INDIANAPOLIS — An agricultural chemicals and transportation
specialist who developed an improved recertification program for pesticide
applicators and has helped thousands of farmers comply with regulations and
operate more profitably is the 2012 recipient of the Frederick L. Hovde Award of
Excellence in Educational Service to the Rural People of Indiana.
Fred Whitford, coordinator of Purdue Pesticide Programs,
received the award at the Indiana Farm Bureau convention in Indianapolis. The
award honors Purdue staff with a record of outstanding achievement and service
to rural communities.
“Fred’s work is a great example of putting science into
practice to help improve the lives and livelihoods of our stakeholders,” said
Jay Akridge, Purdue’s Glenn W. Sample Dean of Agriculture. “He is a nationally
recognized authority on agricultural transportation and pesticide regulatory
issues and a dynamic communicator who knows how to reach an audience.”
The award is sponsored by Indiana Farm Bureau and carries
with it a monetary prize. It is named for Purdue’s seventh president, who served
from 1946 to 1971.
In Whitford’s 21-year Purdue career, he has broadened the
scope and reach of Purdue Pesticide Programs. Working with the Office of the
Indiana State Chemist, Whitford expanded the state’s certification program for
pesticide applicators to include continued education along with licensing
The result was the Private Applicator Recertification
Program, which now also provides educational opportunities for those farmers who
apply manure and fertilizer.
Whitford has written or coauthored more than 200 Extension
and regulatory publications and research papers on a range of topics, including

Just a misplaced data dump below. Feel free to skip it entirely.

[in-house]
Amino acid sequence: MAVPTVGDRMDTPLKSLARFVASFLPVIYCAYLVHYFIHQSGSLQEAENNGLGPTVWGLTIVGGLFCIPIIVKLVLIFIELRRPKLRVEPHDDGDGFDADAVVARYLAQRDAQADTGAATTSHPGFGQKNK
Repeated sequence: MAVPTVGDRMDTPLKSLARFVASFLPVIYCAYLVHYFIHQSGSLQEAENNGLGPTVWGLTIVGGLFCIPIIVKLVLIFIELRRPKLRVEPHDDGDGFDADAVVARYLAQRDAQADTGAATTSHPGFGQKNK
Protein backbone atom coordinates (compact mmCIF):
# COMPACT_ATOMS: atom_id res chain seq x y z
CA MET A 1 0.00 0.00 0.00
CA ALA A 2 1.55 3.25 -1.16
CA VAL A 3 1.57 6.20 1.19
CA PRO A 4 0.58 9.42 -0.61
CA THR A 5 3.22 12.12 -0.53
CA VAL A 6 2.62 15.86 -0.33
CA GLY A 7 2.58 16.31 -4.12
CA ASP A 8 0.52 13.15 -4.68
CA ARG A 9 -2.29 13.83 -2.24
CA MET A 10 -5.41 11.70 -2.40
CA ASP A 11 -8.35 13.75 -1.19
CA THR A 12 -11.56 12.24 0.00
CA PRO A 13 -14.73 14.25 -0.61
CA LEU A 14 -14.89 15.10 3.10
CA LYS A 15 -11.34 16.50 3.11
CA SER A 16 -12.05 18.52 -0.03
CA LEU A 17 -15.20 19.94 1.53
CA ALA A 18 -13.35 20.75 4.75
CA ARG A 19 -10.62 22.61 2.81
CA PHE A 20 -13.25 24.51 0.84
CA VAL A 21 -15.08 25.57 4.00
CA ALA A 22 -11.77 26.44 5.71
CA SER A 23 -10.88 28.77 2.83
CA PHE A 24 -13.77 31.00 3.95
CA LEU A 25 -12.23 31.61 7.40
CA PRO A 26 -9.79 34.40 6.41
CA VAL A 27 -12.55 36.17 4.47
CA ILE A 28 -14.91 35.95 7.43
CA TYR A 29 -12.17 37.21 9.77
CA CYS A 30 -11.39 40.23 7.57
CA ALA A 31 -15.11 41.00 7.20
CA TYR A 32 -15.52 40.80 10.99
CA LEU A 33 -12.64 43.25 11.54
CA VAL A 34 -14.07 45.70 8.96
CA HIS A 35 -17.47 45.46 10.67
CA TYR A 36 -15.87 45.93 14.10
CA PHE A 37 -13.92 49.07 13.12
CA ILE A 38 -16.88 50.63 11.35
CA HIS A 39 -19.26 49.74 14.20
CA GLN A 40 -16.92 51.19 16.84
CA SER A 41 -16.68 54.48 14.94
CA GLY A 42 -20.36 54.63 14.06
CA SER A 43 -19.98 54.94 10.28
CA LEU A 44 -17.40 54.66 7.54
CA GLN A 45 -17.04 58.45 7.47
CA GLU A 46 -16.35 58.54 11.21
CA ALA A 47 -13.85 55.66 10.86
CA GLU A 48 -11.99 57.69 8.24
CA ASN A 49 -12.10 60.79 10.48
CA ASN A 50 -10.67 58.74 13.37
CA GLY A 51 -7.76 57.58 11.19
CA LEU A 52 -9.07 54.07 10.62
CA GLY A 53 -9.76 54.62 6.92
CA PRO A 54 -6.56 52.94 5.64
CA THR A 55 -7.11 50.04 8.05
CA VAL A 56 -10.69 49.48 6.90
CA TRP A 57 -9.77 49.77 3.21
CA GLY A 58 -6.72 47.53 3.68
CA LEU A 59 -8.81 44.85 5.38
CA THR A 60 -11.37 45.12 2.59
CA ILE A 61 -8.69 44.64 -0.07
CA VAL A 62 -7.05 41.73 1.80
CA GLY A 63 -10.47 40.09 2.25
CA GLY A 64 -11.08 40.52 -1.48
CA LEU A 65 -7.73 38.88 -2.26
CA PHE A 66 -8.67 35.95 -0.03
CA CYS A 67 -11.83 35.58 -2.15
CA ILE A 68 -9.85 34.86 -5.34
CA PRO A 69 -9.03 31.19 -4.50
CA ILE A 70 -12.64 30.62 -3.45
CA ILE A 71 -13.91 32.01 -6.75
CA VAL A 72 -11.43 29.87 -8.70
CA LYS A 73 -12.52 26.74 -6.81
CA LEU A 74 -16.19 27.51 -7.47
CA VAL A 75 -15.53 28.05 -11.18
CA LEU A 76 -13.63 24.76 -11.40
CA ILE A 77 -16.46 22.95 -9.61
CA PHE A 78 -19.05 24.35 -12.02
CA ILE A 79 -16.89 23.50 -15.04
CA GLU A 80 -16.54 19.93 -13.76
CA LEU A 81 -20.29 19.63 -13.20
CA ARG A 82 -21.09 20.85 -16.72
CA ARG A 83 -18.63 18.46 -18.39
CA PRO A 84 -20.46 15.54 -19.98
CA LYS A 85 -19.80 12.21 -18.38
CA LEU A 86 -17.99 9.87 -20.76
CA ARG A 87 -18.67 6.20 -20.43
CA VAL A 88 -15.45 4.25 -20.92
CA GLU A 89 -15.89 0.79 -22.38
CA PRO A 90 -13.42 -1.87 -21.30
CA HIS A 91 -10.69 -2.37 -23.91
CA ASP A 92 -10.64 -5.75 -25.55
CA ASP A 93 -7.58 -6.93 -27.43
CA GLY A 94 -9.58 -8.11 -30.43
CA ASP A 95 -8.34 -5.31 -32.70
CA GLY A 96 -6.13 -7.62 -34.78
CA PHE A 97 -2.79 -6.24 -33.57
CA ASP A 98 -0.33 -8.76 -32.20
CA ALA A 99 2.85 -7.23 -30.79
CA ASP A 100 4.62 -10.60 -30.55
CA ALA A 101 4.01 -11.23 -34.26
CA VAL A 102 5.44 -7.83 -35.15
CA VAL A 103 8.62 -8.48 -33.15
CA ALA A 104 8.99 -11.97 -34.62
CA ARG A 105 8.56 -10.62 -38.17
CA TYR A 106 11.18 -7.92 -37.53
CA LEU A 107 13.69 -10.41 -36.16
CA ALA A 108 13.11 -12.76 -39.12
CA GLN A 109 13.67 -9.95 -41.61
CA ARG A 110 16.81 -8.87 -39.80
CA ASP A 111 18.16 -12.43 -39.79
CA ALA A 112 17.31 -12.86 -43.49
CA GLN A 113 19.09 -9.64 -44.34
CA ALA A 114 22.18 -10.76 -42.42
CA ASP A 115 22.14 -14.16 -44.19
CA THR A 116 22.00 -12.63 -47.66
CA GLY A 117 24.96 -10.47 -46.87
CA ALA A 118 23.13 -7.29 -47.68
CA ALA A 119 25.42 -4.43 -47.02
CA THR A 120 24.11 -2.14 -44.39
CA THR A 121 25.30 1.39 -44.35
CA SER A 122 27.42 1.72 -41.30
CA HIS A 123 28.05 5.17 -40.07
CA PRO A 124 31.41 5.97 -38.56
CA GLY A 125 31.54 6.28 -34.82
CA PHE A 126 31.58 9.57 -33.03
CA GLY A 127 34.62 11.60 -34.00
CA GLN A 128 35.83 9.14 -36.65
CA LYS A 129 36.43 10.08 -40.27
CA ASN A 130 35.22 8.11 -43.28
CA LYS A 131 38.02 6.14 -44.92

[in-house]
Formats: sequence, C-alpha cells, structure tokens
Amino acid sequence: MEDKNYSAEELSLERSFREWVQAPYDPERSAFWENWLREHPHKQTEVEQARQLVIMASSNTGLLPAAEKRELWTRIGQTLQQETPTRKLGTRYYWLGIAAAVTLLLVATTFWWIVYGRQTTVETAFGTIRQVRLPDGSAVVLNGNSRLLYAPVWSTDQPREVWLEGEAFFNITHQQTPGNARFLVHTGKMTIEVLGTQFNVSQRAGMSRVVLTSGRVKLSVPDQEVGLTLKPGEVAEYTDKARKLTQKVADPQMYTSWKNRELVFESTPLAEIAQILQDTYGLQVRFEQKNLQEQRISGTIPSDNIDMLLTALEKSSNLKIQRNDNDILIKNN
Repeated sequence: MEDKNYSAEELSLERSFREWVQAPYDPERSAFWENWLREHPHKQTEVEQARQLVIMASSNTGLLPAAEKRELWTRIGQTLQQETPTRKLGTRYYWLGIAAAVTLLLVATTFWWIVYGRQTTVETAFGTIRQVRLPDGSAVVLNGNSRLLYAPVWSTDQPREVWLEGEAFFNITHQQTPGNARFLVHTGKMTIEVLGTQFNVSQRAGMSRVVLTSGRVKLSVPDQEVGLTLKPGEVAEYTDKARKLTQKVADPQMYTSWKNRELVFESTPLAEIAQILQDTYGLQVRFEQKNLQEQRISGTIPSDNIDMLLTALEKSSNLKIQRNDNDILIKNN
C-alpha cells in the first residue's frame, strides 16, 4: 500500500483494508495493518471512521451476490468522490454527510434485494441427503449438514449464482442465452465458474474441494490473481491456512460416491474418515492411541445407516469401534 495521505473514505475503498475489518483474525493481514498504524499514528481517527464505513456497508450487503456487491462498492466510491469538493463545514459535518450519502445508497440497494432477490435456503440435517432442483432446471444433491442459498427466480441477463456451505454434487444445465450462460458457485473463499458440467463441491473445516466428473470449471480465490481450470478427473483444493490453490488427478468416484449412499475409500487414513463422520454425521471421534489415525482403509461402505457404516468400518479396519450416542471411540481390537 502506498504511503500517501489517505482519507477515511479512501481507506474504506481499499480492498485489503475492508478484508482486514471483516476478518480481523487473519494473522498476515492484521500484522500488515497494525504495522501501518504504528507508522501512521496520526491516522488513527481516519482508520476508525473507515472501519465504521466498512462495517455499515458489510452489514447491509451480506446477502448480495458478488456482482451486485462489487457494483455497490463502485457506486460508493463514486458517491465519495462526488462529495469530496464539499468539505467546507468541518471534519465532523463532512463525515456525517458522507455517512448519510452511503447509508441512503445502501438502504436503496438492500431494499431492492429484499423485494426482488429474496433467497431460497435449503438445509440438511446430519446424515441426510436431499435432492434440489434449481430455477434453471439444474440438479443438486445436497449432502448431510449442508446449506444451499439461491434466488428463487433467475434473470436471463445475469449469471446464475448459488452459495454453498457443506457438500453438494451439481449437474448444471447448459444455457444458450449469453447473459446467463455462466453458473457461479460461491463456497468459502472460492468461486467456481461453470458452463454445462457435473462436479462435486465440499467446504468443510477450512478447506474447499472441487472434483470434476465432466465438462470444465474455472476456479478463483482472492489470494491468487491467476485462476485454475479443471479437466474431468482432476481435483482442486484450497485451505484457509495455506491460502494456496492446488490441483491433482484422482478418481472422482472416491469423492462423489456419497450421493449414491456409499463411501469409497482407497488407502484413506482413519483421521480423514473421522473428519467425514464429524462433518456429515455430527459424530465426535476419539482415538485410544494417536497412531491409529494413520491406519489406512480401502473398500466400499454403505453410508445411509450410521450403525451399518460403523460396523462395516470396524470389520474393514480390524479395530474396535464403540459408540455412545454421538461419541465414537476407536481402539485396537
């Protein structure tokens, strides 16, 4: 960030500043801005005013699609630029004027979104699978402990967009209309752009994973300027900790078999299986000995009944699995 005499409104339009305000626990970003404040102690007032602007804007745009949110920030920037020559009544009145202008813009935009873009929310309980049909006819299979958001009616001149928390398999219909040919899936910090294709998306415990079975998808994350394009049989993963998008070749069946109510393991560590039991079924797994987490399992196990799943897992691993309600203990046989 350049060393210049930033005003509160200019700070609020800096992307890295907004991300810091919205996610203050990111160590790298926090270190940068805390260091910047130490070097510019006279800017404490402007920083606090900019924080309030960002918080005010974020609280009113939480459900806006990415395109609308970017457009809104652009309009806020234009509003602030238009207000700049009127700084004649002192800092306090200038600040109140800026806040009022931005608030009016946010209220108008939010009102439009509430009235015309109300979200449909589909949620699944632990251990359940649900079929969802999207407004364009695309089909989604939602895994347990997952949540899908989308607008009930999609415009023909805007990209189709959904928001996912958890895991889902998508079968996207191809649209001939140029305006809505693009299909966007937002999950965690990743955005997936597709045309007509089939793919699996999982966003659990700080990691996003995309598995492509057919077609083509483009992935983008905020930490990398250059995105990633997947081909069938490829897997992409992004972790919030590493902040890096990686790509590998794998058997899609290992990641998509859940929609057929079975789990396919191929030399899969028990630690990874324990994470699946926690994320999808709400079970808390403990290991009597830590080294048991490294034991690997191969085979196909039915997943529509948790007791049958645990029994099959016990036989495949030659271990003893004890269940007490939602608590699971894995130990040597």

transporting agricultural products, petroleum and chemical storage tanks, flood
planning and mitigation and farm retail customer service. He also has penned two
volumes on the history of Purdue Agriculture and Extension.
In addition to his writings, Whitford is a sought-after
speaker. He has addressed more than 4,000 audiences at agricultural conferences,
workshops, field days and other events. Whitford’s talks often are punctuated
with humor and visual aids.
“Fred is a prolific writer and one of the most engaging
speakers you’ll ever hear,” said Peter Goldsbrough, head of Purdue’s Department
of Botany and Plant Pathology, where Purdue Pesticide Programs is housed.
“He’s very adept at identifying the needs of the farming
community. He identifies those needs by talking to all the people he meets on a
regular basis. He then seeks out experts on those issues to help him write, edit
and review the materials he puts together.”
Whitford has collaborated on publications with government
and law enforcement agencies, pesticide manufacturers, agribusiness leaders, law
firms and fellow university specialists.
“Two of his most recent publications, Keep the Trailer
Connected to the Truck: Understanding the ‘Hitch’ System and The Tractor Hitch
Pin: A Critical Component in Keeping Control of Implements, were both eye
openers,” said Harry Pearson, former president of Indiana Farm Bureau.
“I always thought a ball hitch and a hitch pin were just
that, without realizing the liability that accompanied both if improperly sized
or used. His presentations on both were excellent.”
Michael Platt, executive director of the Indiana Pork
Producers Association, agreed.
“The quality of the training programs which Fred develops,
either for his own presentations or for use by others in Extension, is
unparalleled in the industry and explains why his trainings are so
Whitford serves on the board of the National Agronomic
Environmental Health and Safety School and the American Association of Pesticide
Safety Educators Association. He also is on the editorial board of the Journal
of Pesticide Safety Education.
Among his many awards, Whitford has been named the Mid
America CropLife Association Educator of the Year and received the Midwest
Regional Turf Foundation Award of Achievement and Indiana Arborist Association
Distinguished Service Award